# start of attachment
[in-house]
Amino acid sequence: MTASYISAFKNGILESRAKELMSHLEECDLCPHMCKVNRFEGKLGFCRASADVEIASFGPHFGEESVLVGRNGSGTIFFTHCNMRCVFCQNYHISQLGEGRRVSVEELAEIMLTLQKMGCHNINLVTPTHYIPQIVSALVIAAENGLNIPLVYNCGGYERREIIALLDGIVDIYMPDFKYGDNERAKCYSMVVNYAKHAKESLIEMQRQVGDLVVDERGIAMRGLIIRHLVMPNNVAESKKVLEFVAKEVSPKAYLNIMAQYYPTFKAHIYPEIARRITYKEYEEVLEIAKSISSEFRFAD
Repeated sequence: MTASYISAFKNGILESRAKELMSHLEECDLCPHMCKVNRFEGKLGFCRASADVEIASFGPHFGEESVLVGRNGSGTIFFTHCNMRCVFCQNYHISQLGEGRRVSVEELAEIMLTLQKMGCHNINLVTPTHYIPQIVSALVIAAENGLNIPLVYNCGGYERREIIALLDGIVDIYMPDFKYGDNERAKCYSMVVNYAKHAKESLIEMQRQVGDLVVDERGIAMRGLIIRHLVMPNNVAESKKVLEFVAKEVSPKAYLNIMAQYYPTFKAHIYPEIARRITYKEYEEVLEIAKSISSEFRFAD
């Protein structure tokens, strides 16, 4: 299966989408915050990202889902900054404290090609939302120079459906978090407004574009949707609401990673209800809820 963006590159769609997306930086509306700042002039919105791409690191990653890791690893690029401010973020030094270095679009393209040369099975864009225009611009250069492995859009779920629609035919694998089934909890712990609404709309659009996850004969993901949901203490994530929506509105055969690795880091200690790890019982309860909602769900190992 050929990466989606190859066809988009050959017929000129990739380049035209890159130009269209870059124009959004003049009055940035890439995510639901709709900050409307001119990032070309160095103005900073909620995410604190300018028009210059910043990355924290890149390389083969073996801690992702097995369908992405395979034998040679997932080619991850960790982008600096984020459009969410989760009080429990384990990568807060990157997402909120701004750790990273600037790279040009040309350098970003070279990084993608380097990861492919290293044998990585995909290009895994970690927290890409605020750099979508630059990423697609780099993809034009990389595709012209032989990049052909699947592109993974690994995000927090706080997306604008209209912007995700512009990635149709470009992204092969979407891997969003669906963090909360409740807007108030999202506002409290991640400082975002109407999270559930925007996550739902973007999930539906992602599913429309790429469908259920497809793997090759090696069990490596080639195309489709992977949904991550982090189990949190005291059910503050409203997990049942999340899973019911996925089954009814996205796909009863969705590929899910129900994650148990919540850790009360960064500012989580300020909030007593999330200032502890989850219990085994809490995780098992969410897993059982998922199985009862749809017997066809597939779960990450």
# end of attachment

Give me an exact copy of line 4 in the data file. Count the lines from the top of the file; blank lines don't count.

């Protein structure tokens, strides 16, 4: 299966989408915050990202889902900054404290090609939302120079459906978090407004574009949707609401990673209800809820 963006590159769609997306930086509306700042002039919105791409690191990653890791690893690029401010973020030094270095679009393209040369099975864009225009611009250069492995859009779920629609035919694998089934909890712990609404709309659009996850004969993901949901203490994530929506509105055969690795880091200690790890019982309860909602769900190992 050929990466989606190859066809988009050959017929000129990739380049035209890159130009269209870059124009959004003049009055940035890439995510639901709709900050409307001119990032070309160095103005900073909620995410604190300018028009210059910043990355924290890149390389083969073996801690992702097995369908992405395979034998040679997932080619991850960790982008600096984020459009969410989760009080429990384990990568807060990157997402909120701004750790990273600037790279040009040309350098970003070279990084993608380097990861492919290293044998990585995909290009895994970690927290890409605020750099979508630059990423697609780099993809034009990389595709012209032989990049052909699947592109993974690994995000927090706080997306604008209209912007995700512009990635149709470009992204092969979407891997969003669906963090909360409740807007108030999202506002409290991640400082975002109407999270559930925007996550739902973007999930539906992602599913429309790429469908259920497809793997090759090696069990490596080639195309489709992977949904991550982090189990949190005291059910503050409203997990049942999340899973019911996925089954009814996205796909009863969705590929899910129900994650148990919540850790009360960064500012989580300020909030007593999330200032502890989850219990085994809490995780098992969410897993059982998922199985009862749809017997066809597939779960990450």